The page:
Florida Rideshare Insurance & Legal Requirements for Drivers

Find the Cheapest Auto Insurance Quotes in Your Area

Currently insured?
{"id":6,"isAgeFieldVisible":true,"isInsuranceTypeFieldVisible":true,"isInsuredStatusFieldVisible":true,"customEventLabel":"","defaultZip":"","defaultProduct":"auto","quoteWizardEndpoint":"https:\/\/quotes.valuepenguin.com","trackingKey":"_rideshare-car-insurance-florida","title":"Find the Cheapest Auto Insurance Quotes in Your Area","vendor":"vp"}

Drivers for rideshare companies, such as Uber and Lyft, are required by Florida law to have insurance coverage whenever the rideshare app is on. While Florida's rideshare insurance requirement is generally met by the company's policy, rideshare drivers may also want to purchase their own policies. An individual rideshare insurance policy can offer higher liability limits when a driver doesn't have a passenger, and it can reduce the deductible a driver would have to pay if their car was damaged.

How Does Rideshare Insurance Work in Florida?

Rideshare insurance in Florida for Uber and Lyft drivers, as well as those who drive for other transportation network companies (TNCs), works similarly to the way it works in other states. If a driver purchases a rideshare insurance policy or adds a rideshare endorsement to their personal auto insurance policy, there are four stages during which coverage can differ.

  • Period 0: A driver's personal auto insurance covers them while they're driving and the app is off, as this is considered standard personal use.
  • Period 1: While the rideshare app is on and the driver is waiting to be paired with a passenger, their personal rideshare insurance would provide coverage. A limited amount of liability coverage is also provided by the rideshare company, such as Uber or Lyft.
  • Period 2: The rideshare company's auto insurance is typically in force while a driver has been paired with a passenger and is on their way to pick up the person. During this time, some personal rideshare insurance policies extend coverage as well.
  • Period 3: Once a passenger is in the car, the rideshare company's commercial auto insurance is in force. After the passenger has been dropped off, you return to Period 1.

The primary difference in Florida is that there is no period of time during which a driver might not have insurance coverage, since the law requires all TNCs to have a policy that can cover all periods when the app is on. However, not every rideshare company has the same commercial insurance policy, and different coverage limits can be extended during different periods. We recommend confirming how your company's policy behaves and whether there are times you would need additional rideshare insurance coverage.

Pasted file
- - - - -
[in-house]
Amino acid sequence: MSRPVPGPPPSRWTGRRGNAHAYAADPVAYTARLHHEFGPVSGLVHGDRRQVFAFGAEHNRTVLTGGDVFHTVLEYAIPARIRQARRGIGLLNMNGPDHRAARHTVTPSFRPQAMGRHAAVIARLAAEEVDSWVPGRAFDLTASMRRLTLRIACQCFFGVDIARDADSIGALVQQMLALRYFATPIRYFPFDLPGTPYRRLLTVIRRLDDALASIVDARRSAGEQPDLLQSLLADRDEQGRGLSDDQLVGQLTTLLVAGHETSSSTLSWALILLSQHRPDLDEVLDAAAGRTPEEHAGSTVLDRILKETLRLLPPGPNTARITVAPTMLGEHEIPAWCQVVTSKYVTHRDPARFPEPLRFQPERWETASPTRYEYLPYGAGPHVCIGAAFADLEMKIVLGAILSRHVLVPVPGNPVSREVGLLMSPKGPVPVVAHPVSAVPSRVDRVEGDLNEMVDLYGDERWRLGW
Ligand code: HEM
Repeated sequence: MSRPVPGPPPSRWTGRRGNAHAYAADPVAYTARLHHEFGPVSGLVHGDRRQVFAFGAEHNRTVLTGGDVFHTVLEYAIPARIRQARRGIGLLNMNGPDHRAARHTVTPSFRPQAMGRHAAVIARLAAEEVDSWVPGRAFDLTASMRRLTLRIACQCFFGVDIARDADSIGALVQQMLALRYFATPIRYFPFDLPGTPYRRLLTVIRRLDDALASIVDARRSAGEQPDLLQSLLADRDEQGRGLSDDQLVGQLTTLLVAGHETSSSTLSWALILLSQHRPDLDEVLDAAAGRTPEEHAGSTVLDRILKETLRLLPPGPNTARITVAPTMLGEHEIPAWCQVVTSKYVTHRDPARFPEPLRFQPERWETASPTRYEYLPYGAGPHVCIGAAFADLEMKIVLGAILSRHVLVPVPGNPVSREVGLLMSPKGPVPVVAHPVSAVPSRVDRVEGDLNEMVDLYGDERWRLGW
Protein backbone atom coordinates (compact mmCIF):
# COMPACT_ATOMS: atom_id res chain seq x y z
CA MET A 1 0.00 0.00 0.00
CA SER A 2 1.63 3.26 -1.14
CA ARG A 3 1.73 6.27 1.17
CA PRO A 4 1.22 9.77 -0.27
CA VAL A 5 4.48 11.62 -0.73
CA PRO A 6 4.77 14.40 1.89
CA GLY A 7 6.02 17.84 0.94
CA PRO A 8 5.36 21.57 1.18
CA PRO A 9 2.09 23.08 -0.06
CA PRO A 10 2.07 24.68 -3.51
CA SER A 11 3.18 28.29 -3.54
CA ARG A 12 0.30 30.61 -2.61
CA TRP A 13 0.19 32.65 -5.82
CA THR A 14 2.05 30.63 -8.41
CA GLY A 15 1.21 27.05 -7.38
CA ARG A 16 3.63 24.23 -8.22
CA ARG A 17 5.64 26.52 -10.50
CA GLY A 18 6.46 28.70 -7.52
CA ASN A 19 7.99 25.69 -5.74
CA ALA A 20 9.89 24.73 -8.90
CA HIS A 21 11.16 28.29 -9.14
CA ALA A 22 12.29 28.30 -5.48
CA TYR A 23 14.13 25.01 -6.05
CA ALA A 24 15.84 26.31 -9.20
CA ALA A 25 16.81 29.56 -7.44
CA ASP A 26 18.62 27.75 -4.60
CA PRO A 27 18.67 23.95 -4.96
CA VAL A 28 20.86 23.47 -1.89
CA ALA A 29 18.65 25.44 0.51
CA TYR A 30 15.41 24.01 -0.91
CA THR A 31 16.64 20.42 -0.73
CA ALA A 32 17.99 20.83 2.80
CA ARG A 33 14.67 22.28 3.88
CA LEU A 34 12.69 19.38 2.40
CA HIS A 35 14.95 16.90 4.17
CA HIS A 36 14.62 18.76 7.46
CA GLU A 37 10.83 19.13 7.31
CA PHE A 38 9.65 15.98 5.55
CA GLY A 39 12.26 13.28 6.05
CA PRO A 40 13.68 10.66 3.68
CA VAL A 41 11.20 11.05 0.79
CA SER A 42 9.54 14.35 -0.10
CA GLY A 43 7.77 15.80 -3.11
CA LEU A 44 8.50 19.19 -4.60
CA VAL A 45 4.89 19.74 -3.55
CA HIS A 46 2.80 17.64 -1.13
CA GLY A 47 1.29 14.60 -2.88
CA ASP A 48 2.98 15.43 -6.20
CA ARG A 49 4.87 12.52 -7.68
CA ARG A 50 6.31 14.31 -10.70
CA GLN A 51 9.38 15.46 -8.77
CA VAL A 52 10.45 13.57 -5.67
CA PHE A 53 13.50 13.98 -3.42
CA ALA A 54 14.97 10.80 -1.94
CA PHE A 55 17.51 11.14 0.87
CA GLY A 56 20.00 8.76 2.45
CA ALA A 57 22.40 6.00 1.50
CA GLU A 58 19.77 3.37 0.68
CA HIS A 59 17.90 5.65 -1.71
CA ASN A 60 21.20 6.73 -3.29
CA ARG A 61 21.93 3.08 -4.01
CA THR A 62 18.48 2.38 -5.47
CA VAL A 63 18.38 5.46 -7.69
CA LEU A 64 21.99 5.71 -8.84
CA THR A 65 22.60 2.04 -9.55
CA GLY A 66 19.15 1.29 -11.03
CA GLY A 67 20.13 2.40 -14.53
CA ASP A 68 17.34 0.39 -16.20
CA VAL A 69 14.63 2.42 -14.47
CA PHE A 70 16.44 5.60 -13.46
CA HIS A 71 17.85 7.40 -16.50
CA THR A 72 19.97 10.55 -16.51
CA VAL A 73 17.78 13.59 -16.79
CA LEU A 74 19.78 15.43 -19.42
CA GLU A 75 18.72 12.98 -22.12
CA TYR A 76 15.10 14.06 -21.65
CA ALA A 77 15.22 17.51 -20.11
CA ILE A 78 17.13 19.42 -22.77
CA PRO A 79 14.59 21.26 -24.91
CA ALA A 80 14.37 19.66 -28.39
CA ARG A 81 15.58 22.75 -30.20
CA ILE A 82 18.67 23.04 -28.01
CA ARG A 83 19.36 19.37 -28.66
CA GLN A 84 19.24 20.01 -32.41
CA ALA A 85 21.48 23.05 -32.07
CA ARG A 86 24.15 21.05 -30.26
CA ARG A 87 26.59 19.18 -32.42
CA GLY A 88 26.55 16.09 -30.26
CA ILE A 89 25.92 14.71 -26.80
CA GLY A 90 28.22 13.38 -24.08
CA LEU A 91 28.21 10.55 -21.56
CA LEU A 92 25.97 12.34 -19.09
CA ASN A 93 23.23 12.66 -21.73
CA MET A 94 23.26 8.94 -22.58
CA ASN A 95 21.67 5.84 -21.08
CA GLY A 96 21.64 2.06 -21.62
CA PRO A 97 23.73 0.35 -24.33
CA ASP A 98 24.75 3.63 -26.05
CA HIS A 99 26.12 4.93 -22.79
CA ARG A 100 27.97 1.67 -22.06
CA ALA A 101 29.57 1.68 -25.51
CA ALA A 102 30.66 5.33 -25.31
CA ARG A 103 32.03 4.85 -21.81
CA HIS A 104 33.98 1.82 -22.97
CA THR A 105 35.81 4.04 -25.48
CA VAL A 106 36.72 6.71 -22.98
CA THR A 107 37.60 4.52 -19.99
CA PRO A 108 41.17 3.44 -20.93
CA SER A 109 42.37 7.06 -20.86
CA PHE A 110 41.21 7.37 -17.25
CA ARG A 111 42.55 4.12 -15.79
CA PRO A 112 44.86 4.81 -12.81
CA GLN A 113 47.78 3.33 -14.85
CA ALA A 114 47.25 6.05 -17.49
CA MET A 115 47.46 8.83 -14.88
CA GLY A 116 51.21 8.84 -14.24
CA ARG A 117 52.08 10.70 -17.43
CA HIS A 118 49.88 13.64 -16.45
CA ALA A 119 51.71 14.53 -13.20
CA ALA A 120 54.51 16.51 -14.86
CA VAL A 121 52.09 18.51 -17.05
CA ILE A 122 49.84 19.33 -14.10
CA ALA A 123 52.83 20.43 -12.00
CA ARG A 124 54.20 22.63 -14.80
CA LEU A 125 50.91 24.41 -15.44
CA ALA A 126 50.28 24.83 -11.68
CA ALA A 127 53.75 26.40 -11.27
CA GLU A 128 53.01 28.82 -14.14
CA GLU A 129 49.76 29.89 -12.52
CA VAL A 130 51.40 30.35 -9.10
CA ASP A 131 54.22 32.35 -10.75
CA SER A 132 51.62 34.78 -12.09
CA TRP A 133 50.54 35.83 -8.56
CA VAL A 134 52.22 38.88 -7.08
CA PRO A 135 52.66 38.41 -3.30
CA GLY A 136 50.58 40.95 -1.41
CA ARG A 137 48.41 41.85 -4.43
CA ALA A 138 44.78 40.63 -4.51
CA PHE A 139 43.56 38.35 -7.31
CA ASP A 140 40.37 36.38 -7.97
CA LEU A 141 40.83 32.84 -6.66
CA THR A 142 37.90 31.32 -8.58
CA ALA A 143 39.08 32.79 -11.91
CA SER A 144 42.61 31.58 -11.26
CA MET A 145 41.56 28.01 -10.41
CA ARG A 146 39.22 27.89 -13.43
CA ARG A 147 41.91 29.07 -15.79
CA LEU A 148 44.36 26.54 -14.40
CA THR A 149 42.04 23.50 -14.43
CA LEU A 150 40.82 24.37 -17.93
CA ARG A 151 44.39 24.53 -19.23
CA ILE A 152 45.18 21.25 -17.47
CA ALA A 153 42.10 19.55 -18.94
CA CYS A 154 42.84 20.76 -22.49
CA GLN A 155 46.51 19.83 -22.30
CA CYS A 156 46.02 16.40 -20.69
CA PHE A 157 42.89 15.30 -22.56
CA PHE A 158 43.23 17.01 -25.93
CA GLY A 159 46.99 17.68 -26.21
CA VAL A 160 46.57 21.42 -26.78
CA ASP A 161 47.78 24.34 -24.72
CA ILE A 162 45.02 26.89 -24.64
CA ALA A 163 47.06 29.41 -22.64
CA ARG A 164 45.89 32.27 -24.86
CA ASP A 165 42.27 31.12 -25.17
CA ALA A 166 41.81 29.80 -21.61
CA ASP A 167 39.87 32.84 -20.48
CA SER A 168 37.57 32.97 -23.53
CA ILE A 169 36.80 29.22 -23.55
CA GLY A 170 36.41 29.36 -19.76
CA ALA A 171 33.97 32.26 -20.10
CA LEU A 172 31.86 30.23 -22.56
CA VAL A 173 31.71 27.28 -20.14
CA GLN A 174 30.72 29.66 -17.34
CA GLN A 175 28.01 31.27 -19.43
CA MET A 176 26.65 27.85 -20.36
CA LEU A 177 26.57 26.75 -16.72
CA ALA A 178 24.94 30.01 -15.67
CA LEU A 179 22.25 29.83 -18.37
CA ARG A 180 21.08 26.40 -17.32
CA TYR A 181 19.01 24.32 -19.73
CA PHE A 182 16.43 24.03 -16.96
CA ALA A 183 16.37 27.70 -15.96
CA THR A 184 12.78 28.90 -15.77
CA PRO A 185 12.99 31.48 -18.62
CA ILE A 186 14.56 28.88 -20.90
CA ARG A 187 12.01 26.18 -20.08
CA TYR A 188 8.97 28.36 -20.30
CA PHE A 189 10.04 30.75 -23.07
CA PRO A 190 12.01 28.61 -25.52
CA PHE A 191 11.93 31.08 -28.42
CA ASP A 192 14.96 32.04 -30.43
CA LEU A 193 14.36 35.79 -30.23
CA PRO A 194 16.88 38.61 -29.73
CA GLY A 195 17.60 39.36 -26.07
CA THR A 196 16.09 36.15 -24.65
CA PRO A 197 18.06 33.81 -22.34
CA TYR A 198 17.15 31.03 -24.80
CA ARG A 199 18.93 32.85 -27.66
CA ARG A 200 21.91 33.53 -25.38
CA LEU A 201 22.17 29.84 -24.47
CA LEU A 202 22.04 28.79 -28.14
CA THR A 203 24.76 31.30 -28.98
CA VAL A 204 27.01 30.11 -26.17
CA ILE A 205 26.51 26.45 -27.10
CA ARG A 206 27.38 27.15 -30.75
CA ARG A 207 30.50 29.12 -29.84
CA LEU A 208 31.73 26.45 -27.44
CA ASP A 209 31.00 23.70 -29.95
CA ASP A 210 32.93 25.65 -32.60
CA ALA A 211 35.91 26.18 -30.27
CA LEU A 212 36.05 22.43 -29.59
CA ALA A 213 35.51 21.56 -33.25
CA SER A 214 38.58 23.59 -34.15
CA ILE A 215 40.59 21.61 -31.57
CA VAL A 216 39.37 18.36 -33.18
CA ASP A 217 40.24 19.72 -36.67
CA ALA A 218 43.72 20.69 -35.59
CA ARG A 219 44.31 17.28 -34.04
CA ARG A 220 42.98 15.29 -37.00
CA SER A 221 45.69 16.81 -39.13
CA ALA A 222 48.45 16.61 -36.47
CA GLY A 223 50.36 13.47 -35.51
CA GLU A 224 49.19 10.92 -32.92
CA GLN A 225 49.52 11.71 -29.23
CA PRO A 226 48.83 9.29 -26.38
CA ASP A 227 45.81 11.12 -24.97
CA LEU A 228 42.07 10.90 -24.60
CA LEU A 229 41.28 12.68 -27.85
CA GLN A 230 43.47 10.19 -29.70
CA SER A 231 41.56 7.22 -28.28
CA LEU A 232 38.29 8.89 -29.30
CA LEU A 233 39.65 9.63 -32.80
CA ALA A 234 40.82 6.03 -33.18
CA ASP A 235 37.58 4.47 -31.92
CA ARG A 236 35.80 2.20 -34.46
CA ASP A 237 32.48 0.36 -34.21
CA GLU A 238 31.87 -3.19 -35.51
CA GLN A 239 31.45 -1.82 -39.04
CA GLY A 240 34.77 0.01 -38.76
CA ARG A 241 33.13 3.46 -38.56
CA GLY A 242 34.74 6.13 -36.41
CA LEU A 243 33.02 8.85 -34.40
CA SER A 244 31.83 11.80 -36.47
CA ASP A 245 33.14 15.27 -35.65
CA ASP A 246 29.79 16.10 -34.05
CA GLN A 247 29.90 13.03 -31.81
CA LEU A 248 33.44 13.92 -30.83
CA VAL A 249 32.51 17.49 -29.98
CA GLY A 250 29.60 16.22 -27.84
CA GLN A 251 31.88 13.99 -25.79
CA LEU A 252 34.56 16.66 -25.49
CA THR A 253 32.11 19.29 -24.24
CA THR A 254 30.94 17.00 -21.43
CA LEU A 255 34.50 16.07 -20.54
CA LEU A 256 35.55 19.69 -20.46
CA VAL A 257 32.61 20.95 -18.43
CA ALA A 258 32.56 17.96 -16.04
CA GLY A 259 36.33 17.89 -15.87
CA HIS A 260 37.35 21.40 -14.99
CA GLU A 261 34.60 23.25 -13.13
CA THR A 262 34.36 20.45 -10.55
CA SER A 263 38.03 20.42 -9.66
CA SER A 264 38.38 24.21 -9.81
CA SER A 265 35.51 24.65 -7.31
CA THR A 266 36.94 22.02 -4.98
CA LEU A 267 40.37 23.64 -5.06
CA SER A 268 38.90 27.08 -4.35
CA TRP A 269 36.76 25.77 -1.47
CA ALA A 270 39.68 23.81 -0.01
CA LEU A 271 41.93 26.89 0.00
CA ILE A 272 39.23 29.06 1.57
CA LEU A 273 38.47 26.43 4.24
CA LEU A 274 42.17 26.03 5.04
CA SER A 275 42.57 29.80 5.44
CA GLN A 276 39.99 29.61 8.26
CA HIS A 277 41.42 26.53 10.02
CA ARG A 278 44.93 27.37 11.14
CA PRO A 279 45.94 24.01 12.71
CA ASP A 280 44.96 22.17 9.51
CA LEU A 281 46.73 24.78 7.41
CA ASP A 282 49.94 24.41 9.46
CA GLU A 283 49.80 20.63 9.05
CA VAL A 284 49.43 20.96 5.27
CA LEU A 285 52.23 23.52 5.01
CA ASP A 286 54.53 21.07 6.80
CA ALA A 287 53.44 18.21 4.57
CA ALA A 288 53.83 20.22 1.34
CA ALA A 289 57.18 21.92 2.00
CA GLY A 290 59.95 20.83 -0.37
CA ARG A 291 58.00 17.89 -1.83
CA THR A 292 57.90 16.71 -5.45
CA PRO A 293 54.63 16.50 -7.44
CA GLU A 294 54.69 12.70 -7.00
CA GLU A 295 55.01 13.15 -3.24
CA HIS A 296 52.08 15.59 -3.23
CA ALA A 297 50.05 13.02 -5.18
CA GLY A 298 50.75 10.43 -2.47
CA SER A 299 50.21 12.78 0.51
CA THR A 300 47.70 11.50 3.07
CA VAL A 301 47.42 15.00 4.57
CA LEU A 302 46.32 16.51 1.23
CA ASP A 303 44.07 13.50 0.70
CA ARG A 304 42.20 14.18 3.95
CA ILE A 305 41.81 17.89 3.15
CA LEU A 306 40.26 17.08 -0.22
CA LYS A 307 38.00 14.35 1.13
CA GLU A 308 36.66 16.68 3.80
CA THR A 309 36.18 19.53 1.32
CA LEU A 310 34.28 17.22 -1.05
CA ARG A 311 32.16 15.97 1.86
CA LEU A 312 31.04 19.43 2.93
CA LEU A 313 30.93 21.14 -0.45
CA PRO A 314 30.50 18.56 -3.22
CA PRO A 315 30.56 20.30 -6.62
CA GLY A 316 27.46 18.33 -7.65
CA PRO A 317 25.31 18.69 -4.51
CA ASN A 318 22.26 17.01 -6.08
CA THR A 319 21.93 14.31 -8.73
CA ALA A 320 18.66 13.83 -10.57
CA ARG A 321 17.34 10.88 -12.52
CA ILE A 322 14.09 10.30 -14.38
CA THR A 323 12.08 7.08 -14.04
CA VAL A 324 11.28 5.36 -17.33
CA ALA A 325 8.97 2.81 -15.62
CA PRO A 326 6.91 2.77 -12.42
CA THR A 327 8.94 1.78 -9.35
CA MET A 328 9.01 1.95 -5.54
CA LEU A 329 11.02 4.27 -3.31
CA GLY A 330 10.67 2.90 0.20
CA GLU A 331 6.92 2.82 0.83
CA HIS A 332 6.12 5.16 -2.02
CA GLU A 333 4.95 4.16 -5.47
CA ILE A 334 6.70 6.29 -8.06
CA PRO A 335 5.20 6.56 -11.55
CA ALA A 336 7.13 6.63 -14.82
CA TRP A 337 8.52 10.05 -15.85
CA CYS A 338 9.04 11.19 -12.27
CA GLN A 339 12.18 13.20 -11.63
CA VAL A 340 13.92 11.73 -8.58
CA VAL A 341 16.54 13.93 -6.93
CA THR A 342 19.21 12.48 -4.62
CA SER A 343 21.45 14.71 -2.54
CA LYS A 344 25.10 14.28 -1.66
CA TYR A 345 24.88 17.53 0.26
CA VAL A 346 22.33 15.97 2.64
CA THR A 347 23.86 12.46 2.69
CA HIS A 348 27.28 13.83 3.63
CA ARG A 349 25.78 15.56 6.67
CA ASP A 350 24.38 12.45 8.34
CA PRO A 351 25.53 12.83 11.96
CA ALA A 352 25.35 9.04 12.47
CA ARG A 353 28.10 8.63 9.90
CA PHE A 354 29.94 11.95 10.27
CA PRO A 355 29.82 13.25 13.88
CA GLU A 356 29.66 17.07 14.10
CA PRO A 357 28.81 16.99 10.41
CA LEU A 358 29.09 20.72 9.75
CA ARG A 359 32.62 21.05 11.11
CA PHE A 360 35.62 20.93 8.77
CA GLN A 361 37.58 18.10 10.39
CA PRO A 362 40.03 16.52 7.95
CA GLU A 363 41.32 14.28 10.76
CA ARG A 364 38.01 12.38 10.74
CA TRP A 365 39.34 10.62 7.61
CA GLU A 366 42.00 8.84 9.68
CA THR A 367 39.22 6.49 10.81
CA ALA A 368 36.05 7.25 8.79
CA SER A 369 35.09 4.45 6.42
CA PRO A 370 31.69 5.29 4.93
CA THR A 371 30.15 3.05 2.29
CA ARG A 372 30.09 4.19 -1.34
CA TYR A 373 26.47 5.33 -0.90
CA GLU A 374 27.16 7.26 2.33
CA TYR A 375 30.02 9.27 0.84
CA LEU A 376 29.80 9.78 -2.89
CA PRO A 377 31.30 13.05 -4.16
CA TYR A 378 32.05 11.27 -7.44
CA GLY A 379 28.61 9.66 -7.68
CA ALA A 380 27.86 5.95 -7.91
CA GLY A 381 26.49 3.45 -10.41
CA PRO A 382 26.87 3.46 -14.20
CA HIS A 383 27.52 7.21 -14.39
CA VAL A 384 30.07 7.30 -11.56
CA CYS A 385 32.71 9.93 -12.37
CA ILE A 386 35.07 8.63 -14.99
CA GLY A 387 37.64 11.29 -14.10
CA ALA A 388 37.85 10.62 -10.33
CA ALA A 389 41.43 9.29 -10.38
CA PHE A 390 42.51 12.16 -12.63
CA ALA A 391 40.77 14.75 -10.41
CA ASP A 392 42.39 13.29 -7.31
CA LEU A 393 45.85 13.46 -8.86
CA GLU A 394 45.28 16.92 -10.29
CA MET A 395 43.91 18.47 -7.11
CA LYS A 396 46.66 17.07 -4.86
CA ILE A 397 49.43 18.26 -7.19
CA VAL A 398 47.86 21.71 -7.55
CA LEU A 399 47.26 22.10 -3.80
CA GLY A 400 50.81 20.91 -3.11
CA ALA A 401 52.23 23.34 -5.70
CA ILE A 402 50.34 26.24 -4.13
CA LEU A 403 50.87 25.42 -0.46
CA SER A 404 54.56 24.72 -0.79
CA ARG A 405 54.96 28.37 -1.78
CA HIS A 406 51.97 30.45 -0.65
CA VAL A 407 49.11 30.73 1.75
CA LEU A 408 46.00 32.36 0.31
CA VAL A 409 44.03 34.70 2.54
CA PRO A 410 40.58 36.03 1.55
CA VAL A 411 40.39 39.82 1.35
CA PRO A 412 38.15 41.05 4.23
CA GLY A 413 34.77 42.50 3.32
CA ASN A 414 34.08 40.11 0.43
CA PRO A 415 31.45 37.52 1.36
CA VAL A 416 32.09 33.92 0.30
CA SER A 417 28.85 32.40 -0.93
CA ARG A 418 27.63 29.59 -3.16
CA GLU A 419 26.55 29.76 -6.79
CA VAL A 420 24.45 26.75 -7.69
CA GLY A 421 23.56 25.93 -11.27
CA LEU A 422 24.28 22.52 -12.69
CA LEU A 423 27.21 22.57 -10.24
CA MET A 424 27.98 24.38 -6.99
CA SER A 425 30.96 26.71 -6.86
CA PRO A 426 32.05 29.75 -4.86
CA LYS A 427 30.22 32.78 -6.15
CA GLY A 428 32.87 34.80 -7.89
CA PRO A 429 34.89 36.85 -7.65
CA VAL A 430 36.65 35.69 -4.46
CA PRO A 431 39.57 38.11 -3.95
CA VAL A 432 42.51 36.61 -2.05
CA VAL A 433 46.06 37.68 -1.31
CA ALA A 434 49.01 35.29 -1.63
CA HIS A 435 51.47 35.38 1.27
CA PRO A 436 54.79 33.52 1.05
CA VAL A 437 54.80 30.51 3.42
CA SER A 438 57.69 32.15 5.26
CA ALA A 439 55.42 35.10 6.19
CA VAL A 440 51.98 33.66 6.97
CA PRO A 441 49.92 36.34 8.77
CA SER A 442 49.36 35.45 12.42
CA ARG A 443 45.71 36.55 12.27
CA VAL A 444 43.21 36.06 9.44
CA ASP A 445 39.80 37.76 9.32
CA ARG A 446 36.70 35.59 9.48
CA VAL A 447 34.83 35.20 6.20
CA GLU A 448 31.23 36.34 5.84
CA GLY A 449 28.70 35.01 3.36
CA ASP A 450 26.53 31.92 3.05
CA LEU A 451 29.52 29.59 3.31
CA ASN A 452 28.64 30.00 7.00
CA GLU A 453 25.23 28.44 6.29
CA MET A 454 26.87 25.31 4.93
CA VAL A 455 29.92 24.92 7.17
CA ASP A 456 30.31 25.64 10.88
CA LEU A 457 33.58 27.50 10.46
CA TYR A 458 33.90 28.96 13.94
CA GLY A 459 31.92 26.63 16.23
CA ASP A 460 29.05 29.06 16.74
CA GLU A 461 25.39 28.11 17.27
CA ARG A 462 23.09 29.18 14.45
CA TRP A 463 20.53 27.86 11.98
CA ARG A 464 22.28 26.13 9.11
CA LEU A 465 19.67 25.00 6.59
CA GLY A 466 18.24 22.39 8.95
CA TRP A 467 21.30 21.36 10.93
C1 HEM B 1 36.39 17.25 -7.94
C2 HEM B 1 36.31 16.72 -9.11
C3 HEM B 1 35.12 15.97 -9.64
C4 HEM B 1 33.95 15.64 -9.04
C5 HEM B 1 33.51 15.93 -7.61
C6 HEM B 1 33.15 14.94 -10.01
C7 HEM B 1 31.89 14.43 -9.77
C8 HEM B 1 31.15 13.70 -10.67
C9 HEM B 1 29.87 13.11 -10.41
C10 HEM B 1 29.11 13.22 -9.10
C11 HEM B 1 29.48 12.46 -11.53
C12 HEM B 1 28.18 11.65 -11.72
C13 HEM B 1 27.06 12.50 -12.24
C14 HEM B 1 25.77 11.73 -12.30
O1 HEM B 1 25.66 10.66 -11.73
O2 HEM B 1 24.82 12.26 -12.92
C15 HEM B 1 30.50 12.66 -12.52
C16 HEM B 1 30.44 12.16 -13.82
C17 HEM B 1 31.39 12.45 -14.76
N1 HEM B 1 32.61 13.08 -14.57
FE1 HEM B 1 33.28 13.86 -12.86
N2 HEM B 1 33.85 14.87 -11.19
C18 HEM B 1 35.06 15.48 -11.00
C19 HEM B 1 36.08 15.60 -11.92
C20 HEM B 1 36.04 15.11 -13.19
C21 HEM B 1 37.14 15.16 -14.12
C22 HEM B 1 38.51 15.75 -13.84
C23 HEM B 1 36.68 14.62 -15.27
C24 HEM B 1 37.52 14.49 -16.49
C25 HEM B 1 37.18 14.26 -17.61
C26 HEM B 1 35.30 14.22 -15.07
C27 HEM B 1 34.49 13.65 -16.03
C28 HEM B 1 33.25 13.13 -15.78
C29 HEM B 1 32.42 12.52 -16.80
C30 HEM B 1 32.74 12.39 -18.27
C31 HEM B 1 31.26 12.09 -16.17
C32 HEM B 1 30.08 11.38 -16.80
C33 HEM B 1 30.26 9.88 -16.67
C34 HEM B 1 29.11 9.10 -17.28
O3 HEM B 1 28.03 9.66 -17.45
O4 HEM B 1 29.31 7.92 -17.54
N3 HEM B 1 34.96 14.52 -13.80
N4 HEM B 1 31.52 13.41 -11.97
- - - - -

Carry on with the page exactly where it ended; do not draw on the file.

Also, even though you may be covered during all periods of driving, you should still let your personal auto insurance company know that you're a rideshare driver. Otherwise, it may cancel your policy or decide not to renew it. You should also notify your insurer of any accidents, even if they were covered by your rideshare company's insurance, or your insurer may contest a claim later on.

Florida Insurance Requirements for Rideshare Drivers

Rideshare drivers in Florida will first need to have their own auto insurance policies, since there are times you'll be driving while not logged in to the app. At a minimum, you'll need $10,000 of personal injury protection (PIP) coverage and $10,000 of property damage liability coverage to meet Florida's auto insurance requirements. This requirement can be fulfilled with either personal or commercial auto insurance, but if you have a personal auto insurance policy, your insurer can deny coverage during the time your rideshare app is on. On the other hand, commercial insurance is more limited in coverage of personal use of vehicles for hire, and it's typically more expensive than purchasing both personal auto insurance and rideshare insurance policies.

Once the app is on, Florida requires rideshare drivers to carry higher limits of insurance. This mandate can be met by the driver, but the TNC, such as Uber or Lyft, is required to provide coverage for drivers with insufficient policy limits. In addition to the state's personal auto insurance requirements, Florida law mandates that rideshare drivers are covered by the following while their app is on.

  • When your rideshare app is on but you don't have a passenger assigned, the TNC's insurance needs to provide at least $50,000 of bodily injury coverage per person, $100,000 of bodily injury coverage per accident, and $25,000 of property damage liability coverage per accident.
  • Once you have a passenger assigned, you would be covered by the TNC's third-party liability insurance policy, with at least $1 million coverage for bodily injury and property damage.

Rideshare companies like Uber and Lyft may provide comprehensive and collision coverage as well during Periods 2 and 3, but their policies typically have deductibles of at least $1,000. Also, in order to qualify for this coverage, Uber and Lyft require that you have your own comprehensive and collision coverage. If you want full coverage during all periods and greater liability coverage during the times you don't have a passenger, you'll need rideshare insurance to supplement these policies.

Rideshare Driver Requirements in Florida

All prospective rideshare drivers are required by Florida law to submit to criminal background and driving record checks before they're approved to drive. Once the driver is approved, the background check will be performed at least every three years. Florida won't allow you to be approved as a rideshare driver if the company you're applying to, such as Uber or Lyft, finds any of the following:

  • You're listed on the federal sex offender public registry.
  • You don't have a valid U.S. driver's license or vehicle registration.
  • In the last three years, you've been convicted of driving without a valid license (either suspended or revoked).
  • In the past five years, you've been convicted of a serious driving offense, such as a DUI or hit-and-run.

Florida's law also has a zero-tolerance drug and alcohol policy for rideshare drivers, so your TNC will immediately suspend you from its program and investigate if it has any suspicion that you drove while under the influence.